The walk to the Little Wild Horse Slot Canyon started off simple and pleasant, but I ran into a problem when I could not climb up the rock to join them. Larr, Ethan and Ellie scrambled up the rock, but I was stuck. I tried another route that took me higher and higher on a nearly cliff like section of the rock adjacent to where the rest of the family was. There came a point when I could not summon enough courage to go on. I felt stupid and scared as I sat on this bit of cliff when the kids climbed up to show me it could be done. I could not do it. I was scared I would slip and fall. I even felt like crying. The kids felt sorry for me, so we hiked back down to the rock that was such a problem for me earlier. This time they helped me up and we were back on track. The rest of the hike was a pleasant one. We walked through a dry riverbed to get to the slot canyon. It started out rambling and wide. Then it got thinner and thinner. The rock was amazing. Some sections had little divets and holes carved out. Other parts were heavy with desert varnish and stripes of colored rock. Then we got to a few sections where it was so thin that it was barely wider than us. At times I even had to bend this way or that to fit though. When it began to feel a bit tight I just had to look above me to see the blue sky or the light from the sky gleaming on the rock to feel less closed in. It was a great hike. I am really glad that my family helped me get past that road block.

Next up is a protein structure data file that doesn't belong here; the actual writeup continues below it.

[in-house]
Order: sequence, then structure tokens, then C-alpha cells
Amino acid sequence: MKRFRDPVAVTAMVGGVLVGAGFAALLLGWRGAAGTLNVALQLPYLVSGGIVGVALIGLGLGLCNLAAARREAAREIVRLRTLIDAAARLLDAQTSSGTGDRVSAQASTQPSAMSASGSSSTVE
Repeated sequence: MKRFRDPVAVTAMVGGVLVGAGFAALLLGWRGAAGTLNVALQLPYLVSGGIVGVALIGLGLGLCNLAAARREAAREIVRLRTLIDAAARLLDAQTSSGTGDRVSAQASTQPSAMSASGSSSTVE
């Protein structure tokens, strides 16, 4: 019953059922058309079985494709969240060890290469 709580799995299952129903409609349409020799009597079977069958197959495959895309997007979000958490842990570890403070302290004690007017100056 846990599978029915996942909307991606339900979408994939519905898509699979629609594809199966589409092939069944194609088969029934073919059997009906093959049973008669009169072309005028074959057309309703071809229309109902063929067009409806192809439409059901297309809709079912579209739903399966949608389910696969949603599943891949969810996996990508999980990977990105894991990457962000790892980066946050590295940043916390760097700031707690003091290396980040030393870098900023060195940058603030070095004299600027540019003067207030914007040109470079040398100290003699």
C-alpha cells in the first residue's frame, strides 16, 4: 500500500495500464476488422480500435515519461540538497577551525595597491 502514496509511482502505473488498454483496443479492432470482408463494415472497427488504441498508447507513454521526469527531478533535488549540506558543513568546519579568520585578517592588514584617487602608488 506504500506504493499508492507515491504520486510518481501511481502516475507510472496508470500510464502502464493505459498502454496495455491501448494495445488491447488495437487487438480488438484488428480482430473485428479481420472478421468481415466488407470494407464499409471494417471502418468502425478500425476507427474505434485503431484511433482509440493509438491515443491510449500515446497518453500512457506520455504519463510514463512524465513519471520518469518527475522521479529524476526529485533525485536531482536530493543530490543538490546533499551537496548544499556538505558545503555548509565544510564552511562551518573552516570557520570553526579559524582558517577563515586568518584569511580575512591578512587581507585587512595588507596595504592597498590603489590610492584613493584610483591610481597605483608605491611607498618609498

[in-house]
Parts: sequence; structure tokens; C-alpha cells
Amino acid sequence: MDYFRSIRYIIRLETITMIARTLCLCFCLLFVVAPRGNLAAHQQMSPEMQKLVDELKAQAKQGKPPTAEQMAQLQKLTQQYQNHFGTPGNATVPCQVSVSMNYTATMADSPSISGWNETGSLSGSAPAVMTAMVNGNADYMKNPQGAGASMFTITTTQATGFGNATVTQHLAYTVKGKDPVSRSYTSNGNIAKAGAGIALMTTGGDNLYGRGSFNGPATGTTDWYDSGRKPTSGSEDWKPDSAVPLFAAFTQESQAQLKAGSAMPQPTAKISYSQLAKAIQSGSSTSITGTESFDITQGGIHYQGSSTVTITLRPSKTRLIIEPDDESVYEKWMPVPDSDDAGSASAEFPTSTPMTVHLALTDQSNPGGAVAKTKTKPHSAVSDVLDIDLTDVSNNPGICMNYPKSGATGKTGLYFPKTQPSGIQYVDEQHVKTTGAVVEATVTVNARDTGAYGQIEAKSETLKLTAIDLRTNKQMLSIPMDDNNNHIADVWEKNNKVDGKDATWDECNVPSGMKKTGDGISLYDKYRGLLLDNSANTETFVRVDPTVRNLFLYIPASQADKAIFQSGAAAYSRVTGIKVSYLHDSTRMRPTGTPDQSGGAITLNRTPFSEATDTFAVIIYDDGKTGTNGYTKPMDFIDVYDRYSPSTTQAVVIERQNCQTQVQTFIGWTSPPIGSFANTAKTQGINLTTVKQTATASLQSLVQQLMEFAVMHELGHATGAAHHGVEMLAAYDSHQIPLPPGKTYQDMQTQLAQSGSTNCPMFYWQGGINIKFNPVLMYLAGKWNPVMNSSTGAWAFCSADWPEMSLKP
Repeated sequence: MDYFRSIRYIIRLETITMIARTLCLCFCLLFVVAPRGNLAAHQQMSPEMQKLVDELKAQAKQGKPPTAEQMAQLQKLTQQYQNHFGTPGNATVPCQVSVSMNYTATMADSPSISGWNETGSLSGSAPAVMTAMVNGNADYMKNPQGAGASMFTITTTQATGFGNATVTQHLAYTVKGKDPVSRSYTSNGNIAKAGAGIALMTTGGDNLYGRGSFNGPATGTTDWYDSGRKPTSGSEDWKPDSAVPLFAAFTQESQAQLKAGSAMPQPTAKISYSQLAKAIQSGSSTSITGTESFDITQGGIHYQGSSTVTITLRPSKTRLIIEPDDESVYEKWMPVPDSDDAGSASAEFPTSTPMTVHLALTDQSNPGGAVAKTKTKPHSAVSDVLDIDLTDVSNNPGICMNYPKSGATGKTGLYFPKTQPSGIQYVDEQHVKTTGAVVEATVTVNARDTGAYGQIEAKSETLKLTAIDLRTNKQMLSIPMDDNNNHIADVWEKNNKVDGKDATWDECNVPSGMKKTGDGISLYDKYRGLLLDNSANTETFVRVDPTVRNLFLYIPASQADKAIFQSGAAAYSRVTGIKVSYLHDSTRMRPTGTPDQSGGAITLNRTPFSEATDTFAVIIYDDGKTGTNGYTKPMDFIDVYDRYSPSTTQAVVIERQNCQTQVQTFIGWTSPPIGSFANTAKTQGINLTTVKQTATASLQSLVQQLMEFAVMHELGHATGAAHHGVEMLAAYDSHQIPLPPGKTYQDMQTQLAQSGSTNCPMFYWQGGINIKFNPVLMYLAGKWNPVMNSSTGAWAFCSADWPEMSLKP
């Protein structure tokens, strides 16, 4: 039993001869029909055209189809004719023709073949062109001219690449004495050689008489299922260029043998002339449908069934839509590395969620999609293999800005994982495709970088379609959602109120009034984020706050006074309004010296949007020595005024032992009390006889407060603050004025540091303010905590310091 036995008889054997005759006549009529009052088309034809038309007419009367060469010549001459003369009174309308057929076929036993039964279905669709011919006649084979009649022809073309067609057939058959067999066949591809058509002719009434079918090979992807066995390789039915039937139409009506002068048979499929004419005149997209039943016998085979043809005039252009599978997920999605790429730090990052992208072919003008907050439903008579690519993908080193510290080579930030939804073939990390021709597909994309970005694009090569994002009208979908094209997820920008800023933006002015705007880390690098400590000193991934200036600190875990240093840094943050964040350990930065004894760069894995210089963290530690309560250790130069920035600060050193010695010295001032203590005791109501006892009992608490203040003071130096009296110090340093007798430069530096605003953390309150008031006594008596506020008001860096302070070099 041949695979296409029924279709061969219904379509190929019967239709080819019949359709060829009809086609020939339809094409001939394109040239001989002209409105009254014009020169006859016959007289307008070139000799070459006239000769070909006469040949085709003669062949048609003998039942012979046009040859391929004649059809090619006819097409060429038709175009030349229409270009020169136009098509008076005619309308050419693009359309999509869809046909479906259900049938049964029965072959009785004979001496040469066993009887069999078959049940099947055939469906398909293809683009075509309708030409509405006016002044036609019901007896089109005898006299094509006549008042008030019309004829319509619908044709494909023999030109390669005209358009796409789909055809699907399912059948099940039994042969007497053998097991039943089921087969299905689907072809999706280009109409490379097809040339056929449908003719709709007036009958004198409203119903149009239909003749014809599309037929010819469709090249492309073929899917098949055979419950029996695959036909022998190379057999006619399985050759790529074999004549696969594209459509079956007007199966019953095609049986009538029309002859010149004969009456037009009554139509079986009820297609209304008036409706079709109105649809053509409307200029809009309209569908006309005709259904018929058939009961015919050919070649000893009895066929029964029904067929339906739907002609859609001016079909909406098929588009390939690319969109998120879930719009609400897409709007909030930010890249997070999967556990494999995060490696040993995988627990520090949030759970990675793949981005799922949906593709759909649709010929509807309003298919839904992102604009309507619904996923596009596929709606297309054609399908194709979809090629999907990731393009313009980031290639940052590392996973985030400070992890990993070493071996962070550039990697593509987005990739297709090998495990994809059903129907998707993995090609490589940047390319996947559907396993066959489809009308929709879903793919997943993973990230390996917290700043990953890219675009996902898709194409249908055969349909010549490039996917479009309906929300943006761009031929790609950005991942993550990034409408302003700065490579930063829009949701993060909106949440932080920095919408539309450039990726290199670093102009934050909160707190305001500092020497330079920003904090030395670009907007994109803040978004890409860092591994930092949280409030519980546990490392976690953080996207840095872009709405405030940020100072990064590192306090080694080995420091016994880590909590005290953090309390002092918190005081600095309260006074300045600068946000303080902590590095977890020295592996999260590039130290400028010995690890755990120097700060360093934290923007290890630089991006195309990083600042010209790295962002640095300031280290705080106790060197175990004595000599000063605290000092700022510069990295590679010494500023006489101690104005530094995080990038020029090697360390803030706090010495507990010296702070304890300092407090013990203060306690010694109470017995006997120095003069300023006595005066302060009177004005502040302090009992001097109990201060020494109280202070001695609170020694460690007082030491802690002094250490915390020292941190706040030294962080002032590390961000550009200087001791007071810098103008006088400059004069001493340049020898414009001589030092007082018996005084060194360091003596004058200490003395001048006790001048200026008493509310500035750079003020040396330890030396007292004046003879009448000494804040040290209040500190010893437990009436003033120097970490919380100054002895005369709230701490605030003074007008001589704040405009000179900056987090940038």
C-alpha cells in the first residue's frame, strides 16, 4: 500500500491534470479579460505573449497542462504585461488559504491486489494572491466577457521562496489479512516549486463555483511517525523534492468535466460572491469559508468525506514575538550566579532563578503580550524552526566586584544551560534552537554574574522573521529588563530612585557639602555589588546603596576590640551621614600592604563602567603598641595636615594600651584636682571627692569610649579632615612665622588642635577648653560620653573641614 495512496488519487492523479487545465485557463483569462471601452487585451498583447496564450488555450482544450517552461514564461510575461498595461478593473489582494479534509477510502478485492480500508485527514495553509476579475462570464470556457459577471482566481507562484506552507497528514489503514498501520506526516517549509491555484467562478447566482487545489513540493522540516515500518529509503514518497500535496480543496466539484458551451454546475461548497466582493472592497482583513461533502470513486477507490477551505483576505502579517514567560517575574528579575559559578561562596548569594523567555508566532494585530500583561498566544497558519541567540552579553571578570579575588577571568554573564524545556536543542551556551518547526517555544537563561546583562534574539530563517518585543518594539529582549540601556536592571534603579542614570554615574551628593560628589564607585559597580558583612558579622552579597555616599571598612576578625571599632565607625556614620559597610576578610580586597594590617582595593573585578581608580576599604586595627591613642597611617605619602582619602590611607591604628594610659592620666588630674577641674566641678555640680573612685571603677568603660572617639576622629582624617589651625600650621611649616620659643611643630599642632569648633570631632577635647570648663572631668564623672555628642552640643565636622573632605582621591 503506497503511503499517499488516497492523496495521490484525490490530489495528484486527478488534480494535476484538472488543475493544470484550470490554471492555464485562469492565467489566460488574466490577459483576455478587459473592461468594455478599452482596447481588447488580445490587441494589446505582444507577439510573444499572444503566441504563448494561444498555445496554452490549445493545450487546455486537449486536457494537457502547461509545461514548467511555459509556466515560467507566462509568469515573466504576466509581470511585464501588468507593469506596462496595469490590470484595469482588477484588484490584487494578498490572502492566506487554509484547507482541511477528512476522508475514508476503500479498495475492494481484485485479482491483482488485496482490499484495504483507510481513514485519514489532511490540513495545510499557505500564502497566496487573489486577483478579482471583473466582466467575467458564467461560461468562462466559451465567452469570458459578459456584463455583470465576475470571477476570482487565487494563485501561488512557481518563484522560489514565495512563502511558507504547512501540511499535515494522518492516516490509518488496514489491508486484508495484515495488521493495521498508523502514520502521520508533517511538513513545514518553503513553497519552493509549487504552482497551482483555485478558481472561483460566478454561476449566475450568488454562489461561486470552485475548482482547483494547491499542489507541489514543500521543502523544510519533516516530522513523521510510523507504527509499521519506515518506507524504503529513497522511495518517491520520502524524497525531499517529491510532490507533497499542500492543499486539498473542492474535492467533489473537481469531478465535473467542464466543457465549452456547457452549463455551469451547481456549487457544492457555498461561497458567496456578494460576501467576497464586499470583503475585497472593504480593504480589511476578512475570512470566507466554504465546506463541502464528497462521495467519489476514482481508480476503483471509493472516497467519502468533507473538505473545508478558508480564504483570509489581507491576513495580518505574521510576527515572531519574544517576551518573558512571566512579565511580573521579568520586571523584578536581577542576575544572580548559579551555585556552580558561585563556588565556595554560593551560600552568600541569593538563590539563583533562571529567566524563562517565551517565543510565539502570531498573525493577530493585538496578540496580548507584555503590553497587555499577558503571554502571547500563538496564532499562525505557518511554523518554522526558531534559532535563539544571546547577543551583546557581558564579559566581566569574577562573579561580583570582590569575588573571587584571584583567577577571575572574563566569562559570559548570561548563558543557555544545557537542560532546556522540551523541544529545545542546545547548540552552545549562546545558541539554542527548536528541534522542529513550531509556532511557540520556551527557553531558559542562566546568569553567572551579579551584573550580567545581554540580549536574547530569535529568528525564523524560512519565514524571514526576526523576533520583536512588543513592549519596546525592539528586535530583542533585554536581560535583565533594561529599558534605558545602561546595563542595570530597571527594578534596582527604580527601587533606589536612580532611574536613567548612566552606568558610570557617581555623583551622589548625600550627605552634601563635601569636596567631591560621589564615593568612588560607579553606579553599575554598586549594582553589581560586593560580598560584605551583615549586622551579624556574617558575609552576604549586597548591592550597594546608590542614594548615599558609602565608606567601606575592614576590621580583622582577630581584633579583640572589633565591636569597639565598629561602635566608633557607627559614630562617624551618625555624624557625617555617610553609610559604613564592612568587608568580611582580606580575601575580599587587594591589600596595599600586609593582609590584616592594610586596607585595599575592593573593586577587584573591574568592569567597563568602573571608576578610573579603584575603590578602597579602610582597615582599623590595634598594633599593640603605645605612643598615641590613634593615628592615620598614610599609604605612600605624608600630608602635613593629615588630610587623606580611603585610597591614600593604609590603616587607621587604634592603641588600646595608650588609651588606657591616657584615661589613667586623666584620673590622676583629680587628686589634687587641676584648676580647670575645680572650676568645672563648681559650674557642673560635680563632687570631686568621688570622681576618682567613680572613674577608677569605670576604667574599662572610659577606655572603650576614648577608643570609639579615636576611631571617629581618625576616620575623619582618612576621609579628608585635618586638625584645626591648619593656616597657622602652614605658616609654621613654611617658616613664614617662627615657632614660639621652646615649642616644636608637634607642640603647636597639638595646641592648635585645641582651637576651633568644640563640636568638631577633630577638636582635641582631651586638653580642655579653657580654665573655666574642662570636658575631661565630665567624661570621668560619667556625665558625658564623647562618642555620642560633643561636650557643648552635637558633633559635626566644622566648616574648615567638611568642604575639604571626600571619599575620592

Once we were done hiking we were tempted to go find another attraction to check out, but we found that the roads were a little more four wheel drive than we could do. Instead we went into Hanksville to get gas and maybe eat out. We got gas at a cool gas station that was built into the side of a rock. It was called the Hollow Mountain Gas Station. It was hard to pay $3.49 a gallon for gas, but we had to. It amazed me that it could be so high since I thought the $2.93 I paid at home was a high price. From there we headed to the Capital Reef State Park. The geology of that area was a bit different, but lovely as well. One spot afforded a view of some large petroglyphs of a few people and some animals. There was a photo from around the 1950’s that showed another large petroglyph of a person in ceremonial clothing. A huge chunk of the rock had cleaved away off the rock face, taking that drawing with it. My friend Wendy had suggested that we do waterpocket fold canyon, but we were running low on daylight and had to skip it. We stopped back by Stan’s Burger Shak in Hanksville on the way back for dinner. The kids also had giant shakes. Ethan got mint and Ellie got Oreo.
By the time we got back home we were tired. Ellie was out like a light in no time. Ethan, Larr and I admired the stars for a while before we went to bed. It was a satisfying day.